The employee was hired by Associated Plumbing & Heating [the employer], in Crookston, Minnesota, in March of 1998, working first for several days as an independent contractor and then attaining employee status by about March 18, 1998. As an employee, he was part of an on-the-job training program, working as a plumber=s assistant and supervised by a journeyman plumber. The job was strenuous, involving lifting of heavy, bulky objects such as cast iron pipes, bathtubs, and heating and cooling equipment.
On June 5, 1998, the employee sought treatment for low back symptoms, indicating that he had Abeen having more problems with his back [and] thinks it is just probably just repeated strain on his back [from work] that has made it flare up.@ Val Normandin, the physician=s assistant who examined him, advised the employee to use heat and ice, exercise, and take medication. By June 22, 1998, the employee was Amov[ing] better@ and requested a release to return to work with a fifty-pound lifting restriction, explaining that he would not be able to perform his job without a release to lift at least that much.
The primary dispute in this matter concerns a work injury allegedly occurring on July 9, 1998. The employee testified that Dan Nystad, the journeyman plumber who supervised him, asked him to help him lift a heavy Aheat exchanger@ on that date. The employee allegedly voiced concern about the lifting to Mr. Nystad, noting his back condition, but nevertheless helped him lift the heat exchanger when Mr. Nystad insisted. The employee testified that he experienced immediate severe low back and radiating leg pain upon lifting, to the extent that he limped away afterward, with tears in his eyes, rubbing his back, and that Mr. Nystad was right behind him at the time. The employee admitted, however, that he did not specifically tell Mr. Nystad that he had injured his back in this incident.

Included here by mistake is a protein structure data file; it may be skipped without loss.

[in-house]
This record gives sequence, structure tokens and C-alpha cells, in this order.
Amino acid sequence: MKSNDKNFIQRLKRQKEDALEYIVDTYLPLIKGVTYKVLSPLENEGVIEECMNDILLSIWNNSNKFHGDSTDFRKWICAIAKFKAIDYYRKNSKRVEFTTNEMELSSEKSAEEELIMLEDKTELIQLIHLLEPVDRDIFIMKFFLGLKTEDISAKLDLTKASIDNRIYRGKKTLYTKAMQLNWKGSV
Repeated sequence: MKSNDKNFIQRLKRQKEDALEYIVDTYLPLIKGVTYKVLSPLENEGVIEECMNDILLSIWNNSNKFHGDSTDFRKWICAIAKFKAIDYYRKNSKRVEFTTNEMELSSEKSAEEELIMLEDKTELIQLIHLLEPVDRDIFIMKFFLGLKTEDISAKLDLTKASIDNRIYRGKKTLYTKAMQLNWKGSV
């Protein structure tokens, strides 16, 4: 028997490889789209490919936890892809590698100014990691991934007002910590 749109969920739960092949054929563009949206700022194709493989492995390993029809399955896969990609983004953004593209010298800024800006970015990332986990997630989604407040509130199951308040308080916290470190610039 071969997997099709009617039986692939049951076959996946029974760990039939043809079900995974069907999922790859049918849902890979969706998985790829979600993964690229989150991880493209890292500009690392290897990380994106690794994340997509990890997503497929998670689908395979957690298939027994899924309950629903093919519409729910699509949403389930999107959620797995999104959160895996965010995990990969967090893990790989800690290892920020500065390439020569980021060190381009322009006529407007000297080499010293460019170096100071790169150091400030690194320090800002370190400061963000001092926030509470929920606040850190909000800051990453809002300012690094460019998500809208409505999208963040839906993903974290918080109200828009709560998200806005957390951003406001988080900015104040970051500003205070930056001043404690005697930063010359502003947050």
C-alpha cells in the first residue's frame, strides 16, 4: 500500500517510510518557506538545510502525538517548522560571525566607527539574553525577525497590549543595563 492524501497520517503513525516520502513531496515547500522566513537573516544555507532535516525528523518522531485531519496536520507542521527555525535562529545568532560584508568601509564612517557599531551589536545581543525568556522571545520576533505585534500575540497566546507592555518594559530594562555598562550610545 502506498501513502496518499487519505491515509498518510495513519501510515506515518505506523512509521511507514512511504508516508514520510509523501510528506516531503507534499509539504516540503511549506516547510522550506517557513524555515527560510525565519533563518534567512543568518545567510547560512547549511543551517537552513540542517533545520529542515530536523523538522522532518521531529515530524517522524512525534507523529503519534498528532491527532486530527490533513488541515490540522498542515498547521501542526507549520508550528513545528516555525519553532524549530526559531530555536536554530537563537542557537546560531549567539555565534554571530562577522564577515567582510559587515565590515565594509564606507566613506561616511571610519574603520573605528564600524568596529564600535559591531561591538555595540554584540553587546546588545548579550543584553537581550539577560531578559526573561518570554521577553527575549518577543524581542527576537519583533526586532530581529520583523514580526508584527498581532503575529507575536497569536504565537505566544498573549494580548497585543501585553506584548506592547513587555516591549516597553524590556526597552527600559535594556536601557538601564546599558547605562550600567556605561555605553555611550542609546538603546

On July 10, 1998, the employee was seen again for low back spasm and pain radiating into his left leg, indicating that his symptoms had Agotten acutely worse since yesterday.@ The treatment record from that date indicates that the employee had not in the past identified any precipitating injury but that Atoday he does tell me he ha[d] a little altercation with law enforcement that involved getting wrestled to the ground and he thinks that is probably what caused the problem.@ The record also notes that the employee had been working as a plumber=s assistant and A[t]hinks that may be aggravating it@; however, there is no mention of any specific lifting incident.
The employee was off work on July 10, a Friday, and also July 11 and 12, 1998. He then apparently worked two days or partial days for the employer before going off work entirely. Medical records from July 15, 1998, indicate that the employee was complaining of diarrhea and vomiting, from an apparent flu Abug,@ and he was given an excuse to stay off work. In the meantime, on July 13, 1998, he was evaluated for physical therapy for his low back complaints.